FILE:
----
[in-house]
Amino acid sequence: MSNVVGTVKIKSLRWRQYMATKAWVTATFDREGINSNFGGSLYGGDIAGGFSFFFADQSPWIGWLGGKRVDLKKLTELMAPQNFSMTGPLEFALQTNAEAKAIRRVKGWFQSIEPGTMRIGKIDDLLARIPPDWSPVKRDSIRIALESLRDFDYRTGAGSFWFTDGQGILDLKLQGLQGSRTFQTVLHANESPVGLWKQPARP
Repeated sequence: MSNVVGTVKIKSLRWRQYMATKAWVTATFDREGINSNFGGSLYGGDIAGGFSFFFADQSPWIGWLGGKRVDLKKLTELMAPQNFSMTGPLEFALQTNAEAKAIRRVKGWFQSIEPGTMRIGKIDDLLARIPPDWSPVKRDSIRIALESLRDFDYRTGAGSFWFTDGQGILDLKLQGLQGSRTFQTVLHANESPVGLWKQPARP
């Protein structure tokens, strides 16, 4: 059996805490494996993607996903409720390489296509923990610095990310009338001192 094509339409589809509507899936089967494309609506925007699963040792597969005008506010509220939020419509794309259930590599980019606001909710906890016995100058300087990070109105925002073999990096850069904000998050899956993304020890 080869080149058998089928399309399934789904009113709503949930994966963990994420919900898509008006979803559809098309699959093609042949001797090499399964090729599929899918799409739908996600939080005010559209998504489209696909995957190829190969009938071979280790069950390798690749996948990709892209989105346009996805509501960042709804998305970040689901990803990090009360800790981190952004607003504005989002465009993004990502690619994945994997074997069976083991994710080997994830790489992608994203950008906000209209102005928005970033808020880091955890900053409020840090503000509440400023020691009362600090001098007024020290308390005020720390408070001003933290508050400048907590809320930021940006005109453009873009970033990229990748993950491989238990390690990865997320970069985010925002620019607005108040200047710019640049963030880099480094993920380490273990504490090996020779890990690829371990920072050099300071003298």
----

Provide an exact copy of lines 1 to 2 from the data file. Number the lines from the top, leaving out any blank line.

[in-house]
Amino acid sequence: MSNVVGTVKIKSLRWRQYMATKAWVTATFDREGINSNFGGSLYGGDIAGGFSFFFADQSPWIGWLGGKRVDLKKLTELMAPQNFSMTGPLEFALQTNAEAKAIRRVKGWFQSIEPGTMRIGKIDDLLARIPPDWSPVKRDSIRIALESLRDFDYRTGAGSFWFTDGQGILDLKLQGLQGSRTFQTVLHANESPVGLWKQPARP